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Building Resilience for Healthier Employees and a Stronger Workplace

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This is Part 3 of our blog series for People leaders, Managing Uncertainty, Engagement, and Your Own Mental Health.

Tumultuous times create uncertainty for employees

We’re in the throes of a turbulent period in history. The global economy has been erratic since the pandemic began, and employees are still living with fears of job insecurity and a deep sense of uncertainty around what’s going to happen in the next few years.

A recent survey shows that even in the face of a potential recession, one-third of workers are planning on leaving their jobs. At the same time, one in five organizations is planning layoffs, and more than a third of HR leaders have rescinded job offers.

The last few years have made us all realize how vulnerable we are to global crises that are completely outside our control. Let’s think through how employees and People leaders can build resilience in the midst of all these challenges, and weather the present storm.

How uncertainty and ambiguity affects employees

Uncertainty is uncomfortable for humans. We take solace in feeling like we know what the future has in store for us, and understandably, the past two years have made us all feel the weight of future unknowns.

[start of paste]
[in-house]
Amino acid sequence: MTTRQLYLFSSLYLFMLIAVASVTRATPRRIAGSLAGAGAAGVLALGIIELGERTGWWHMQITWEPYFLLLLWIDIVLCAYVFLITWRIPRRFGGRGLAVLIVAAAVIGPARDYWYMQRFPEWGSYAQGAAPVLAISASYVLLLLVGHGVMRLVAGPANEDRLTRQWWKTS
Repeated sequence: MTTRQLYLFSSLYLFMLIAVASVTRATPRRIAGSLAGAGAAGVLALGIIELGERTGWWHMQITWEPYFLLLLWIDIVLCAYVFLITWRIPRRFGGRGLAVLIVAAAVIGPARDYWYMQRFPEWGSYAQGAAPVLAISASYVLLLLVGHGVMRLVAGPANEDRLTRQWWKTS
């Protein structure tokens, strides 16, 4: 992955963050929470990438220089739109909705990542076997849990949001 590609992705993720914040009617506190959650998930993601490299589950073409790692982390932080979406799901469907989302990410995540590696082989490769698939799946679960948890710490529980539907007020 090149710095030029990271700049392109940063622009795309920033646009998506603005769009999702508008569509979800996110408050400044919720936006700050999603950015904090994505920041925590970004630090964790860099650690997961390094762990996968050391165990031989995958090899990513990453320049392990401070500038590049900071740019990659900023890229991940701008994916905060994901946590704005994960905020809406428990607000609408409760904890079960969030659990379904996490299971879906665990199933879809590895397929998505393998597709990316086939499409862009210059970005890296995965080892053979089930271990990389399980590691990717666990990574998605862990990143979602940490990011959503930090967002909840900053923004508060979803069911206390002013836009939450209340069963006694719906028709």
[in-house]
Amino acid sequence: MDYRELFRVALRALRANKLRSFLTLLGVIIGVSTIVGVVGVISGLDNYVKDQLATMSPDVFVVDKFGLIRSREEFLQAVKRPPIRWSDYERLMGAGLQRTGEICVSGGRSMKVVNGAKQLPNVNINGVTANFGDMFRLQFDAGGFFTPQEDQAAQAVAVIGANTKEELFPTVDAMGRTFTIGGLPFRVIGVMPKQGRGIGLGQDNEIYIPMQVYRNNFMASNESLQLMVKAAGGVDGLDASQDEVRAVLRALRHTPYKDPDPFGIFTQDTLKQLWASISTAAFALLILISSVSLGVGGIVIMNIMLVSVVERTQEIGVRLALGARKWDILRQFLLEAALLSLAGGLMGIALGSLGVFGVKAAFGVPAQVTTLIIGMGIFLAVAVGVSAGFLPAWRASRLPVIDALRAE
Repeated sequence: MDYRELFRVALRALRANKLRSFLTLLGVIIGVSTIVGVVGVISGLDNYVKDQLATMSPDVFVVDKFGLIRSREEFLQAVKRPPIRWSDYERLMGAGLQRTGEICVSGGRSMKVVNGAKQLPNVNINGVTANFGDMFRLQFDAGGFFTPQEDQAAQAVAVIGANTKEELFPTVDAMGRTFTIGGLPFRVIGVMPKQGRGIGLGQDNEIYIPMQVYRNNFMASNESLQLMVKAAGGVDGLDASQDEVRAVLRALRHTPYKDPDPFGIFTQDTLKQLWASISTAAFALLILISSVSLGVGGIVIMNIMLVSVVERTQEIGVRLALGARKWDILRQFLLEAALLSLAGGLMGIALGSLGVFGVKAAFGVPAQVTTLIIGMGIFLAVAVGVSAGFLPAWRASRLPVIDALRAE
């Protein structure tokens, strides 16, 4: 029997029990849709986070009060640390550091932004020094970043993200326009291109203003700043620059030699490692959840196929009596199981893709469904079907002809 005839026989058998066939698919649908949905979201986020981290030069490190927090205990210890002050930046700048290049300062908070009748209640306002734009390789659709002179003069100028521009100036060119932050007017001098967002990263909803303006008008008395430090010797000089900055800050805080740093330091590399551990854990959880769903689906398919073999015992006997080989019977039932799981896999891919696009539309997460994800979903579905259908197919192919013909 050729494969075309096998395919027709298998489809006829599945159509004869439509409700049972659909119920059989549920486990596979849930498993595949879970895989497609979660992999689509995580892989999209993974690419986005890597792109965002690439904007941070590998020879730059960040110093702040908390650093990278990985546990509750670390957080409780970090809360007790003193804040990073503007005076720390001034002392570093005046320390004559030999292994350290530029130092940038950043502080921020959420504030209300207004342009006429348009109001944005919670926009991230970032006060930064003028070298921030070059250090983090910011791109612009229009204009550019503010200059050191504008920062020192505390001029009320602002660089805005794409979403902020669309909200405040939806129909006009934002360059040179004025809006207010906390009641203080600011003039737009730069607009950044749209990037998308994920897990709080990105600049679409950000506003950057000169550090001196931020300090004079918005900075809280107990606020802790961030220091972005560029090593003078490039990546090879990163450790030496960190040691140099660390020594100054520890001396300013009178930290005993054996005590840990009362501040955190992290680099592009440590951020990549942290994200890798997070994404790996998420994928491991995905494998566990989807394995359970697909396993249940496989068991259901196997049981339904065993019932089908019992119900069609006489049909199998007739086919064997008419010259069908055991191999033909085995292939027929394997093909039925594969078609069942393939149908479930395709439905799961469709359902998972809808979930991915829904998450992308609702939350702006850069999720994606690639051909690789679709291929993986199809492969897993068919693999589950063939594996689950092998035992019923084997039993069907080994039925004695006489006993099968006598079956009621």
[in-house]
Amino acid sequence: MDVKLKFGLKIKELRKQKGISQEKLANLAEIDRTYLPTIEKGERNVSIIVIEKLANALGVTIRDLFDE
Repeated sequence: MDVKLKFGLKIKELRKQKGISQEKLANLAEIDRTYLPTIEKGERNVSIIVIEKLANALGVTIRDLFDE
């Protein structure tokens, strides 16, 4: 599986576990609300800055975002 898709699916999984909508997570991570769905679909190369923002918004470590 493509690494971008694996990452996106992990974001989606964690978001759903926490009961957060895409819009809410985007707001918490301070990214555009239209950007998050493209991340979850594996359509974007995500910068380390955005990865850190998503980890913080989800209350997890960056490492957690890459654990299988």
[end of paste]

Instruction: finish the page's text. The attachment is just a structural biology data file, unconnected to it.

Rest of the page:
There are many forces outside our control that affect our work life and livelihoods, and this has taken a toll on employee mental health.

According to the 2022 State of Workforce Mental Health, 84% of employees have had at least one mental health issue over the past year, and anxiety levels are up 14% since 2020. 

Uncertainty about job security tends to manifest in employees as higher anxiety, depression, stress, and burnout. This can lead to:

  • Decreased engagement
  • Lower productivity
  • Increased absenteeism
  • Physical health issues
  • A sense of hopelessness
  • Declining mental health 

Cultivating resilience during uncertain times

Although we don’t have control over economic stability or global relations, we do have control over our own mindset, and there are ways to effectively cope with the unknown.

Resilience is “the ability to withstand, recover, and grow in the face of stressors and changing demands.” 

Emotional resilience is deeply connected with inner strength, and provides benefits in the workplace, such as:

  • Higher job satisfaction, happiness at work, and a greater ability to handle work stress
  • Better employee engagement and organizational commitment
  • Improved self-esteem, a sense of purpose, and better relationships between employees

Resilient people embody characteristics that enable them to withstand hardship, dynamic environments, sudden changes, and difficult or stressful situations. These characteristics include:

  • High adaptability
  • Patience
  • Emotional regulation
  • Deep attachments to other people and a strong support system
  • Perceiving change as an opportunity
  • A sense of humor
  • The ability to manage negative emotions

These characteristics are not innate. They can all be learned and nurtured in a workplace environment.